Over at the Washington Examiner I riff off of this post by Kevin Drum and conclude that America is a lot more uncertain than it should be for many working class families. I’m not sure if this is simply my perception of things, but I think it’s a perception many people share. And when it comes to uncertainty, all that matters is perception.
So what’s to be done? Drum talks about the end of private sector pensions and how this has contributed to this fear in our future, especially since 401(k) plans haven’t been exactly sure things lately. This, he argues, is part of what is contributing to the antipathy toward public sector unions.
How can we make the American worker more invested in the capital of private enterprise? I haven’t written about distributism in a while, but there’s something to the notion of making more people capitalists even if the mechanisms of distributism are a little impractical. Here’s one question: Why don’t more public companies give stock options to their employees? Why isn’t this more common? Why don’t we replace health care as the employee benefit with stock in the company itself? Wouldn’t this go a long way toward making the American worker more of a capitalist themselves, more fully invested in the companies they work for? And while we’re at it, I think we should give shareholders more power over the boardroom decisions and the fate and salaries of executives. I don’t see a downside to this though I’m not an expert in how it would actually work.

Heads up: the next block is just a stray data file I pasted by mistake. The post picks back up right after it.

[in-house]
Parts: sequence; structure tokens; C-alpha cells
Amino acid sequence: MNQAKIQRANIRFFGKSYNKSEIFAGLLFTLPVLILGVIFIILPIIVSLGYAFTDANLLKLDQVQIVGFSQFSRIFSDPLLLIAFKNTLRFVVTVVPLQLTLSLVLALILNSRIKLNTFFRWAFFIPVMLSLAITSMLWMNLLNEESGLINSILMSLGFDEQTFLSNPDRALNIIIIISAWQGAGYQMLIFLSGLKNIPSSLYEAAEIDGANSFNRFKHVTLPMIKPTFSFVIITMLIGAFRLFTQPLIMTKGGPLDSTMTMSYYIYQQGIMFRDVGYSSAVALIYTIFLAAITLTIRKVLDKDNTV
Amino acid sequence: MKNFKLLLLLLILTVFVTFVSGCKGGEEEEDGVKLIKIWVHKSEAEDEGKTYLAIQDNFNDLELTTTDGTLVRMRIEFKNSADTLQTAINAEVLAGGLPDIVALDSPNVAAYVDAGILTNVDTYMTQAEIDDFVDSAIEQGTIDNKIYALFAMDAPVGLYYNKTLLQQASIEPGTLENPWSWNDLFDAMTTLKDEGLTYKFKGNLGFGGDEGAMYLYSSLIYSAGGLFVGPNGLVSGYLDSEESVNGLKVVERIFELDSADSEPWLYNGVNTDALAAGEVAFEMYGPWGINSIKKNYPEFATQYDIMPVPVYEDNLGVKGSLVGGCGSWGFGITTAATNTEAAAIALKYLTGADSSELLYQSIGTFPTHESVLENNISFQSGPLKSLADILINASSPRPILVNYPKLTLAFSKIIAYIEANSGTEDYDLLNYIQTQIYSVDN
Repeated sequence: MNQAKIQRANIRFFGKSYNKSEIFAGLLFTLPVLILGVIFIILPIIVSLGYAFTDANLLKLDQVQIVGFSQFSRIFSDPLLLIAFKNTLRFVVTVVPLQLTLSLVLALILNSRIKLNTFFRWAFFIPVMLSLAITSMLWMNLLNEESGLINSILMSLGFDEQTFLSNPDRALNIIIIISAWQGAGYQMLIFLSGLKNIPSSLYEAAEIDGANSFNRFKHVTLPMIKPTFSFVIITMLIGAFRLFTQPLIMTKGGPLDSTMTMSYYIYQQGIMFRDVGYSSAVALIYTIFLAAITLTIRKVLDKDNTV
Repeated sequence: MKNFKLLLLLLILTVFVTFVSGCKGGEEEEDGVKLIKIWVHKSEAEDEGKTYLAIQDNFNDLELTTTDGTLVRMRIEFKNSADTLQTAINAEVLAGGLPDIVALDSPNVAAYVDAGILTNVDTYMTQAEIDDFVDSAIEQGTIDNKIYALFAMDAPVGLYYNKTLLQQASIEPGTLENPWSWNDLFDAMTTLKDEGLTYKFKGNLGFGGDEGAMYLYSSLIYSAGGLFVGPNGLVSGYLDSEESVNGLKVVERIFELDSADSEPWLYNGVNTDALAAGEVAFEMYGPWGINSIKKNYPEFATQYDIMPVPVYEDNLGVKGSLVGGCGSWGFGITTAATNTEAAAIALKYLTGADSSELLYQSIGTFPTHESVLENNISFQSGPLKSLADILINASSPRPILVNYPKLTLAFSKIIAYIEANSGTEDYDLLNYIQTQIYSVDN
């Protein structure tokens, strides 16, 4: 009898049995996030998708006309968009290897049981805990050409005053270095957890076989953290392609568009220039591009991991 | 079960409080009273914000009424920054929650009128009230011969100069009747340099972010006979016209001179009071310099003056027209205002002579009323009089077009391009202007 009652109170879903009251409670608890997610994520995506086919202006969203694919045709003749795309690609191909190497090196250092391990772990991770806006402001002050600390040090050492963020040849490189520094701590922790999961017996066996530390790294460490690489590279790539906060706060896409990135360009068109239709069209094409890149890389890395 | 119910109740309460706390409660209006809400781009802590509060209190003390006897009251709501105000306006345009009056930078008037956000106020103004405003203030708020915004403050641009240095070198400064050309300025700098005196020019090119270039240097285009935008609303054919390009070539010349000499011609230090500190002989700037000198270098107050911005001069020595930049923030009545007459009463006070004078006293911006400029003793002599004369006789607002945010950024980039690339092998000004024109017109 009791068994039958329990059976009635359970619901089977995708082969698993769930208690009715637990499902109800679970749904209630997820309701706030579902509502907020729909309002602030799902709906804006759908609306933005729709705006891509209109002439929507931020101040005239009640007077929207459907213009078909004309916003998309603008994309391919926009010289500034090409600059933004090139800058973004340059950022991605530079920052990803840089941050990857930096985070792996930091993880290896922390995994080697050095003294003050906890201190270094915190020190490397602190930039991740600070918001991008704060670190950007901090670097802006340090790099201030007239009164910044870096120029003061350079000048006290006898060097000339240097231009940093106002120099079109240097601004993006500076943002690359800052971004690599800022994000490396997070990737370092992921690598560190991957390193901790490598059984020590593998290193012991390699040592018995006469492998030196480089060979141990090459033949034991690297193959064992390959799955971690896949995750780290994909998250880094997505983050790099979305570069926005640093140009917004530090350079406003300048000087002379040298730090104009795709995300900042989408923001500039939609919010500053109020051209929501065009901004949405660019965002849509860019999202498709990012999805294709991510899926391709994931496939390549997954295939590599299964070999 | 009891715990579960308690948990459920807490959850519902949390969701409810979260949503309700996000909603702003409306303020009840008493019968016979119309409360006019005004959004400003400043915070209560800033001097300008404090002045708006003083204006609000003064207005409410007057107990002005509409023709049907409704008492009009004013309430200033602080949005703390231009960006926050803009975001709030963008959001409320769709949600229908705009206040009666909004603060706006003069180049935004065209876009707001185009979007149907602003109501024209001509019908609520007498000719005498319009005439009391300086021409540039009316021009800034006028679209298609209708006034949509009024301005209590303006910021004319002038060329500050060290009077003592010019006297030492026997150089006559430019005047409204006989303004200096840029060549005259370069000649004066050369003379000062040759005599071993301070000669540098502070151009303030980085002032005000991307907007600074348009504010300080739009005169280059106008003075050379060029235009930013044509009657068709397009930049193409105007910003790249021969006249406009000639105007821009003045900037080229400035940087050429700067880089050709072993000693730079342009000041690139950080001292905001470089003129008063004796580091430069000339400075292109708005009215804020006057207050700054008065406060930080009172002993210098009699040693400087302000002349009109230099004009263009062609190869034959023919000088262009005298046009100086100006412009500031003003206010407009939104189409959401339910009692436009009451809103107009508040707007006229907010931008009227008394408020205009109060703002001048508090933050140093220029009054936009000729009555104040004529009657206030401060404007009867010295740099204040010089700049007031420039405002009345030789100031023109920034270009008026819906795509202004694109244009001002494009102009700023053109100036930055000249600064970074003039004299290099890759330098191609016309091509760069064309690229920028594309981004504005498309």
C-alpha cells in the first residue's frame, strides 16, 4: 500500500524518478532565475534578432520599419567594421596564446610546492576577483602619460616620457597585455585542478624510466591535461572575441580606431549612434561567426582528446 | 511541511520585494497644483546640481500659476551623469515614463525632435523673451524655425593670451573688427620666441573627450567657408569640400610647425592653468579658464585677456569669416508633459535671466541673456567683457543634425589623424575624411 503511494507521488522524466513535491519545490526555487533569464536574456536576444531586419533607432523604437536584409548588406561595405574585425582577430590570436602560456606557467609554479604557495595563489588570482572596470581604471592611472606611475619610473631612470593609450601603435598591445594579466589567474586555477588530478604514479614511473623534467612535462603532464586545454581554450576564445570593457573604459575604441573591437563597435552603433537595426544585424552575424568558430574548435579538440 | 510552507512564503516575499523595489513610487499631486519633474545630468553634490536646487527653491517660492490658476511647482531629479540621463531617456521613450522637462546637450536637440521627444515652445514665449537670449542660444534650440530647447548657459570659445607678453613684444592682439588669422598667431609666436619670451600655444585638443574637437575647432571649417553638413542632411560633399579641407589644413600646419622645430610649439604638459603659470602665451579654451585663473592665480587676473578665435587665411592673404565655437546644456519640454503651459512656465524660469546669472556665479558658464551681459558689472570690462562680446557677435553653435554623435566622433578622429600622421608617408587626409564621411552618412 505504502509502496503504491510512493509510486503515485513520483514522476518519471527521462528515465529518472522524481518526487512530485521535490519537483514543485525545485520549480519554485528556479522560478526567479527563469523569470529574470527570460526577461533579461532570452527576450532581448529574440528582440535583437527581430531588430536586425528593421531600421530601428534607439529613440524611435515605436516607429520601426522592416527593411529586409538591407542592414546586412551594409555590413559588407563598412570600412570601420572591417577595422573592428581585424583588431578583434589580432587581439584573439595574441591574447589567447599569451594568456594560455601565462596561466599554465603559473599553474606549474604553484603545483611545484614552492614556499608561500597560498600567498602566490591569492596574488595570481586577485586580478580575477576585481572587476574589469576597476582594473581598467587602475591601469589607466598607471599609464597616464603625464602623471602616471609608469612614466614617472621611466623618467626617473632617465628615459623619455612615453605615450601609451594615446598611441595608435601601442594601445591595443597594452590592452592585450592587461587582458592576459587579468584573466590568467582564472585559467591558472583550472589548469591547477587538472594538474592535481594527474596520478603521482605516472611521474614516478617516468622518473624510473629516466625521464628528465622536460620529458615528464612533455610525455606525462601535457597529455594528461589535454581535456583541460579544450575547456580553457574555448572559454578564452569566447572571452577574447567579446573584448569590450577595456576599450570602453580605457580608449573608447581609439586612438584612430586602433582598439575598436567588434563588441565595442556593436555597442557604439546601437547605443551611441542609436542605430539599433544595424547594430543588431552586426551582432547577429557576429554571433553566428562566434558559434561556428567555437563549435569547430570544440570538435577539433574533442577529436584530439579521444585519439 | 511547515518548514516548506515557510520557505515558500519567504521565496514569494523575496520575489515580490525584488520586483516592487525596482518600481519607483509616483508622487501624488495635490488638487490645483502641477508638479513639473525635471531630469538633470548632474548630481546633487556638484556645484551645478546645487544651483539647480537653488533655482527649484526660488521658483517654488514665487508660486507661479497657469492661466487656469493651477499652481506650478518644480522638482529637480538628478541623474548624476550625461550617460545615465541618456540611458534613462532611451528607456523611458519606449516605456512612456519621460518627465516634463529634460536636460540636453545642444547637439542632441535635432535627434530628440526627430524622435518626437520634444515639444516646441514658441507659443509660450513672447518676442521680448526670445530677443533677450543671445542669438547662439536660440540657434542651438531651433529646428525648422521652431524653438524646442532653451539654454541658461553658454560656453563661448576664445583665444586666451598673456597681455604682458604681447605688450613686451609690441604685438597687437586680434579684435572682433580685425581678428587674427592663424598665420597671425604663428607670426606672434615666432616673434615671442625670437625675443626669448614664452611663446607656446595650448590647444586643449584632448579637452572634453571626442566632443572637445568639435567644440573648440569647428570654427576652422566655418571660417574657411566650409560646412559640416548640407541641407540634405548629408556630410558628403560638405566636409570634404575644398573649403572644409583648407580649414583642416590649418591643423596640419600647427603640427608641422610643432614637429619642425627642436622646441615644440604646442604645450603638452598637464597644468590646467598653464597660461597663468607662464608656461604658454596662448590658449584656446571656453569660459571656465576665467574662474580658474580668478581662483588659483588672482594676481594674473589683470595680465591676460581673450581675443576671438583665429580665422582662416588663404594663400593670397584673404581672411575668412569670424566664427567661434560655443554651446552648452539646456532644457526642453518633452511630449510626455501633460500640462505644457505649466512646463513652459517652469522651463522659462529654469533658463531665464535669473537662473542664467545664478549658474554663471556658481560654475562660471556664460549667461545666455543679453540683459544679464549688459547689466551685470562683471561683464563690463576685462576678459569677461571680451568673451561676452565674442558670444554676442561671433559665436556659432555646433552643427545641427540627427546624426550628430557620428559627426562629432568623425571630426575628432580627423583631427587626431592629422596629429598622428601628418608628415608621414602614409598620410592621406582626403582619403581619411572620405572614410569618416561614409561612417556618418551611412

Update. I’m not suggesting that employees should only be invested in the companies they work for. That’s crazy talk. No, I think diverse investment is much more sound. But some investment might be good. Nor am I sure of the mechanism here. Certainly the government shouldn’t compel companies to do this.